Better Labeling on Sunscreen?>

Better Labeling on Sunscreen

by Berkeley Wellness  

Sunscreen labeling has always been confusing. But things have improved, thanks to FDA guidelines, which make the labels uniform and ban misleading terms.

Why use a sunscreen?

Ultraviolet (UV) rays from the sun can wreak havoc on skin. One type, UVB, causes sunburns, while UVA penetrates deeper into the skin, where it causes wrinkling and other signs of early skin aging. Both UVA and UVB cause skin cancer. A good sunscreen helps protect against both UVA and UVB.

Here’s what you’ll see (and not see) on products:

SPF (sun protection factor): This measures the ability to screen out UVB (not UVA). But SPFs above 50 provide marginal added benefit—for comparison, SPF 30 blocks 96.7 percent of UVB; SPF 50, 98 percent, and SPF 100, 99 percent. The FDA has thus proposed limiting SPF to "50+" though this part of the regulation is not yet finalized.

Broad-spectrum: This term ensures that the sunscreen protects against both UVA and UVB. Products often claimed to be broad-spectrum before but now must pass FDA’s standardized test to carry the label. Broad-spectrum sunscreens with SPF of 15 or higher may state that, besides reducing sunburn, they decrease the risk of skin cancer and early aging when used with other sun-protective measures (such as wearing a hat and protective clothing). Higher SPF values on broad-spectrum sunscreens indicate greater protection against both UVA and UVB.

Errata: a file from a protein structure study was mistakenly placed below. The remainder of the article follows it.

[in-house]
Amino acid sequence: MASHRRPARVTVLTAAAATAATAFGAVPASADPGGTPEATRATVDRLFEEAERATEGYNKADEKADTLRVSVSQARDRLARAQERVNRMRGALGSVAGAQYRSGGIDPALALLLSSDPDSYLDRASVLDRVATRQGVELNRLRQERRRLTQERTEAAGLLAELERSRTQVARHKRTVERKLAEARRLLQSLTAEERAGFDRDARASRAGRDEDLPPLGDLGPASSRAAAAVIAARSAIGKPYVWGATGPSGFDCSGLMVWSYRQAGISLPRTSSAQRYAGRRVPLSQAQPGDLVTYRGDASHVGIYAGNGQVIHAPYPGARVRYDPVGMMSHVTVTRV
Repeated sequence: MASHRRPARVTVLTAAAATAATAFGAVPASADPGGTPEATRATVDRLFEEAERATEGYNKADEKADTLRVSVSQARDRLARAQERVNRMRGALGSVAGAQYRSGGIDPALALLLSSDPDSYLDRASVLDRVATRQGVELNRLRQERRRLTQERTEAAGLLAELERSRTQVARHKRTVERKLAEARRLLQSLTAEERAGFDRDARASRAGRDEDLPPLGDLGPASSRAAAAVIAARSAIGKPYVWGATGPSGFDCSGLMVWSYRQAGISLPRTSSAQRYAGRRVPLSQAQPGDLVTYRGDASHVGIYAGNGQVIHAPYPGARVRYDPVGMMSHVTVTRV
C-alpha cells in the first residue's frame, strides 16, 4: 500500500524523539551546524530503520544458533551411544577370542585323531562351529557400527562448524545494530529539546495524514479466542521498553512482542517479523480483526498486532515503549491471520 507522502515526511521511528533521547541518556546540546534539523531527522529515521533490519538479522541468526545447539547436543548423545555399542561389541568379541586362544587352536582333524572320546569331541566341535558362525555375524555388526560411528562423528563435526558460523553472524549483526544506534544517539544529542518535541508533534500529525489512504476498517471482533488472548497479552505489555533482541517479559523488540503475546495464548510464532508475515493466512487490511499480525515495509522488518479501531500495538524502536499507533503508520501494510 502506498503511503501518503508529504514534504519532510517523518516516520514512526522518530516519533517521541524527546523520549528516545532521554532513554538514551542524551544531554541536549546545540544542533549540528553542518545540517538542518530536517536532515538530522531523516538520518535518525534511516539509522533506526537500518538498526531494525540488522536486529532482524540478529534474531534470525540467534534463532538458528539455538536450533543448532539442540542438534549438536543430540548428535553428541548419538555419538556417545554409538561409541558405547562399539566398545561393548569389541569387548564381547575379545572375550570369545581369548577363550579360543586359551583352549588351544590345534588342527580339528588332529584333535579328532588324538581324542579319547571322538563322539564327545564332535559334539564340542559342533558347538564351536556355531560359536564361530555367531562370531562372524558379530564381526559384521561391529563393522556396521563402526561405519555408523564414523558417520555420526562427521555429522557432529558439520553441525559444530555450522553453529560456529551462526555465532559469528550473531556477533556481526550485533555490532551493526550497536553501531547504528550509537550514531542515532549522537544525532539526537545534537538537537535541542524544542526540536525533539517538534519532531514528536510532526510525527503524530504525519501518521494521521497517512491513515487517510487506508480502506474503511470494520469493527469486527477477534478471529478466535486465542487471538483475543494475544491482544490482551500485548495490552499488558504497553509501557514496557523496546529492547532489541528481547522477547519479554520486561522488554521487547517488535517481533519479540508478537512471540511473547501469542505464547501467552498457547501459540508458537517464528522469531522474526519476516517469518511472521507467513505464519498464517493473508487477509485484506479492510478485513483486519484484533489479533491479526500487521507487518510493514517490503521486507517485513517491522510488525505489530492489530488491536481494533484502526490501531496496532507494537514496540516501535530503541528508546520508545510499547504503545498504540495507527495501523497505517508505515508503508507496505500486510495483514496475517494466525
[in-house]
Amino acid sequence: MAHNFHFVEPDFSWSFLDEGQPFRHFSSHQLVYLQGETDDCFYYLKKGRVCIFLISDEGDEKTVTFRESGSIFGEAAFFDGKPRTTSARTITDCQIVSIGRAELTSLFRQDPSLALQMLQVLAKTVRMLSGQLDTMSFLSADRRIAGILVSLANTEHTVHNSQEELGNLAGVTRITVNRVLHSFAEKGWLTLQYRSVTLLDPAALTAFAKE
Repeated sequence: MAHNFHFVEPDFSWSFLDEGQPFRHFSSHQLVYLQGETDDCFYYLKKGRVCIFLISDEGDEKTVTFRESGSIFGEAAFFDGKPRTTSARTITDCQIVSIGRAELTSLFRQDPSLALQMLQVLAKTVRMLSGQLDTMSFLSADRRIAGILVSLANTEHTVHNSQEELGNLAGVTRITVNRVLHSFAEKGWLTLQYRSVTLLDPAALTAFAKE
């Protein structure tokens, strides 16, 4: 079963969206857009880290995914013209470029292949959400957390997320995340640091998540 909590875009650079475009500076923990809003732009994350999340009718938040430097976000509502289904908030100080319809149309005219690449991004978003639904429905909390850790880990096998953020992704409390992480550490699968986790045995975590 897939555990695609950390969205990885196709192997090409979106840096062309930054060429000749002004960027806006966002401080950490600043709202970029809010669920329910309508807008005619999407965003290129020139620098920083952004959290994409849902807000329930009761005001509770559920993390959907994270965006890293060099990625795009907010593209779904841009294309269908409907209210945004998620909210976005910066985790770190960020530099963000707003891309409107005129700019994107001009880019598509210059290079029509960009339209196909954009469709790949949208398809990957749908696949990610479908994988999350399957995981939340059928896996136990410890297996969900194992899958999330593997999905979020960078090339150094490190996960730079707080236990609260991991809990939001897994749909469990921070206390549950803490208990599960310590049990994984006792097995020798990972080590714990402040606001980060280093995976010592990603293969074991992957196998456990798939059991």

Water-resistant: This means the sunscreen is effective for a specified time—40 or 80 minutes, as listed—while you’re swimming or if you sweat a lot, after which it needs to be reapplied. If it doesn’t say water-resistant, it should be reapplied more often if you swim or sweat.

Warnings: Sunscreens that are not broad-spectrum, or are broad-spectrum but have SPFs below 15, must carry an alert that they only help prevent sunburn, not skin cancer or early skin aging.

What you won’t see anymore: “waterproof” or “sweatproof” (these are meaningless since all sunscreens eventually wash off) or “sunblock” (no sunscreen blocks all UV). Sunscreens cannot say they offer “instant protection” or protect longer than two hours without reapplying unless the company proves the claim to the FDA.

Bottom line: Use a broad-spectrum sunscreen with an SPF of at least 15. If you are very sensitive to the sun or have had skin cancer, use an SPF of 30 or higher. Apply it liberally at least 15 minutes before you go in the sun and reapply at least every two hours. Use water-resistant products if you plan to swim or if you sweat a lot.